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Research highlights gaps in knowledge of effectiveness of back pain techniques

21 March 2018 - 5:00pm

Health experts need to find cost-effective and context-specific strategies for managing low back pain if they are to reduce the future burden of the disease, according to three papers published by the Lancet.

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The papers should 'prompt some serious reflection among professionals' said the CSP

The papers, written on behalf of the Lancet Low Back Pain Series Working Group, look at the impact of this leading cause of disability worldwide. This international group includes CSP member Nadine Foster from Keele University, one of the papers’ lead authors.

The Lancet reports that, globally, the number of years lived with disability caused by low back pain has increased by 54 per cent between 1990 and 2015, mainly because of population increase and ageing.

Professor Foster suggests that gaps between evidence and practice exist worldwide. She suggests there is limited use of recommended first-line treatments and inappropriately high use of imaging, rest, opioids, spinal injections, and surgery.

Doing more of the same will not reduce back-related disability or its long-term consequences, she argues.

She also looks at what evidence there is to show how effective various interventions are, globally, for preventing and treating low back pain and the recommendations from best practice guidelines.

‘In many countries, painkillers that have limited positive effect are routinely prescribed for low back pain, with very little emphasis on interventions that are evidence based such as exercises,’ said Professor Foster. ‘As lower-income countries respond to this rapidly rising cause of disability, it is critical that they avoid the waste that these misguided practices entail.’

She concludes that there is little research into the effectiveness of prevention. The only interventions shown to be effective for secondary prevention are exercise combined with education, and exercise alone.

Drug therapies

She also examines the use of pharmacological interventions, although these are now only considered an option after other non-pharmalogical interventions have failed.

‘Paracetamol was once the recommended first-line medicine for low back pain; however, evidence of absence of effectiveness in acute low back pain and potential for harm has led to recommendations against its use,’ she states.

‘Health professionals are guided to consider oral non-steroidal anti-inflammatory drugs (NSAIDs), taking into account risks, including gastrointestinal, liver, and cardiorenal toxicity, and if using, to prescribe the lowest effective dose for the shortest possible time.

‘Routine use of opioids is not recommended, since benefits are small and substantial risks exist, including overdose and addiction potential, and poorer long-term outcomes than without use.’

The most disturbing risks related to use of opioids are addiction, overdose, and death. In the USA, prescription opioid-related deaths were around 15 000 in 2015, she states.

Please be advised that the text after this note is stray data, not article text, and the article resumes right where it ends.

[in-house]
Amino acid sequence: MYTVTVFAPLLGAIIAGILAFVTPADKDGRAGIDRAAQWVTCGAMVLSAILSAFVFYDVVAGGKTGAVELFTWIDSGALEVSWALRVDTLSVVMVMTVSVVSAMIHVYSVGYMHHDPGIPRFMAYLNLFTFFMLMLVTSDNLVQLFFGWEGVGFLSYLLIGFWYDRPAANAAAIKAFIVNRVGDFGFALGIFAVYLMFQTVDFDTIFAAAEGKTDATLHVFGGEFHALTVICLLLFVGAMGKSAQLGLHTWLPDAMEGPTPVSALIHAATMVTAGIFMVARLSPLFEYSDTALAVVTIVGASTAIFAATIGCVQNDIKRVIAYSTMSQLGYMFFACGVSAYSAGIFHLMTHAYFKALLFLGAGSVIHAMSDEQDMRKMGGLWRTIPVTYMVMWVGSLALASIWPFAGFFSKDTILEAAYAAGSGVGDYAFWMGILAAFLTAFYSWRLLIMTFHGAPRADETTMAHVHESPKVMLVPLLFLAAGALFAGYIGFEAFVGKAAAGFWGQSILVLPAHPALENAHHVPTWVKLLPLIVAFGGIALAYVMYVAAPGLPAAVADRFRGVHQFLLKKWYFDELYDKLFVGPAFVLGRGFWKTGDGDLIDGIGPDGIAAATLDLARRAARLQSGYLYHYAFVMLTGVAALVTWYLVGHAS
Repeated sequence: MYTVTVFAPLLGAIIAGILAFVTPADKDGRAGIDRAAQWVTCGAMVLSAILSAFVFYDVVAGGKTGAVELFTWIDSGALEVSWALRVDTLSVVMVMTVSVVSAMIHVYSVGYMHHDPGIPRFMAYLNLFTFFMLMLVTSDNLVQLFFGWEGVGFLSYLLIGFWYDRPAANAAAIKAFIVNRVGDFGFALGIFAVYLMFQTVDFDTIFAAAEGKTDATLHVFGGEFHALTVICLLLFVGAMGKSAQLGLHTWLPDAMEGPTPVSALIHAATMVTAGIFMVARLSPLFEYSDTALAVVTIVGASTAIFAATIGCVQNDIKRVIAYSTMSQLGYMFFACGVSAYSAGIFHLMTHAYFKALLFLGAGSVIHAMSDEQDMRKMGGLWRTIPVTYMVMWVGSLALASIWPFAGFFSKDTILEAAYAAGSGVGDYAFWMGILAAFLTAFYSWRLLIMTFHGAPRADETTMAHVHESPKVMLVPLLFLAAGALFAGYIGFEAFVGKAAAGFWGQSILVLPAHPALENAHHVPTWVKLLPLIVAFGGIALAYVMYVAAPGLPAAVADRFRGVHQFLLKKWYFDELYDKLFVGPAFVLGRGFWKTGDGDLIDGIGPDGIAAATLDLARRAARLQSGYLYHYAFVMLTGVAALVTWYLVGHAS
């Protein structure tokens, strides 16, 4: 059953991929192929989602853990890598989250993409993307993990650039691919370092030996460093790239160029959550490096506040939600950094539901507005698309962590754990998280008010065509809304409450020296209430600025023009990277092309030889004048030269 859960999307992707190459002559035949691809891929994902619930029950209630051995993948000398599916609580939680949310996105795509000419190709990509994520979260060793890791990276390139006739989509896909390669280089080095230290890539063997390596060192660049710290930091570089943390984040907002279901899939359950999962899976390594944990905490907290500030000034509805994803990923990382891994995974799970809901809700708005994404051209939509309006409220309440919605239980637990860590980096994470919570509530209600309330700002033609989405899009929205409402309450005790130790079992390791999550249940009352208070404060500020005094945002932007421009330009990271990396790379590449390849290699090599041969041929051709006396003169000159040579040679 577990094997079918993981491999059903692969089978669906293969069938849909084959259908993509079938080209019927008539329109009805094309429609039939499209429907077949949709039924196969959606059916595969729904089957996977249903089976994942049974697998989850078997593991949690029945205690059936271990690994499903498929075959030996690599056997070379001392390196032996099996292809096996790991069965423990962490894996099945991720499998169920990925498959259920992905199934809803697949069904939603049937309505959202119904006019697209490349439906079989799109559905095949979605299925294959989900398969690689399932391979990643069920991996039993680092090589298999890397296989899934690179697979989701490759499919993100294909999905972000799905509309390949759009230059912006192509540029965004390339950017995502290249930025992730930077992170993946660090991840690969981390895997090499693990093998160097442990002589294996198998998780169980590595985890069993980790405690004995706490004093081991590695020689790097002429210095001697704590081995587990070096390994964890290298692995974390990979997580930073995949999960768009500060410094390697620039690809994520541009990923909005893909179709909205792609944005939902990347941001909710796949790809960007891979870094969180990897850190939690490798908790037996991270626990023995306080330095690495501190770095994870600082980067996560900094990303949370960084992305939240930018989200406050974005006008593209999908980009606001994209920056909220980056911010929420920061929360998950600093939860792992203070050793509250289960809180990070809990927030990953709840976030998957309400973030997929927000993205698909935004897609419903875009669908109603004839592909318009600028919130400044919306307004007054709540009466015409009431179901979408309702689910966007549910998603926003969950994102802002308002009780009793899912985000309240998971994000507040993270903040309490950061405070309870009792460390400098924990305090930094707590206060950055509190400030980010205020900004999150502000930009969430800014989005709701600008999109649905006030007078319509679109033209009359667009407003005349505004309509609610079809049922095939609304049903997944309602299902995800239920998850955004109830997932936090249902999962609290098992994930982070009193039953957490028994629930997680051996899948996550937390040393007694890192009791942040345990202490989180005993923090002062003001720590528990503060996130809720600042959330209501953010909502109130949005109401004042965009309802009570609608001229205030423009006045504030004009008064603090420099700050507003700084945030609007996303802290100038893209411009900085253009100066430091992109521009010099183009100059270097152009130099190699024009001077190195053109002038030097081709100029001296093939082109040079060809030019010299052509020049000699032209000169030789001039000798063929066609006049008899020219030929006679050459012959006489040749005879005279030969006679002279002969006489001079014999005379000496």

Professor Foster highlights a number of unnecessary interventions used globally, including:

  • lumbar imaging, which means exposure to radiation
  • liberal use of imaging, which triggers additional medical care including specialist referral, surgery, interventional procedures and potential absence from work

She adds that the growing use of complex fusion procedures in patients older than 60 years, who are undergoing decompressive surgery for spinal stenosis, is concerning.

‘These fusion operations are three times more expensive than decompression alone,’ she says

However, in the Netherlands, sick leave for low back pain fell by a third between 2002 and 2007. The total costs of back pain fell from €4·3 billion in 2002 to €3·5 billion in 2007.

New health insurance and sickness benefit laws in the last two decades may be behind this as a worker can – after a medical assessment – return to work on a part time basis while retaining some of their disability benefit.

Professor Foster suggests the financial incentive to resume work in line with the worker’s remaining work capacity has led to a large drop in sickness absence and disability pensions.

Similar solutions elsewhere ‘could potentially be replicable and cost-effective in other settings’ suggests Professor Foster.

CSP’s response

Responding to the papers in the Lancet, Steve Tolan, head of practice at the CSP, said:

‘That so many people start out with minor back pain and go on to suffer life-changing consequences is bad enough; that healthcare professionals contribute to that journey is unconscionable.

‘This landmark series of articles must prompt some serious reflection among professionals and decision-makers to ensure that when people seek help, what they receive is effective, proportionate and above all, empowering.

‘Through our own mythbusting initiative, we have sought to debunk misconceptions and deliver information that people can use to rationalise and manage the pain that so many of us will experience at some point in our lives.

‘It is absolutely essential that we cut through the noise with these messages and it is to be hoped that today’s publication leads to a tangible difference in the way back pain is both talked about and treated.’

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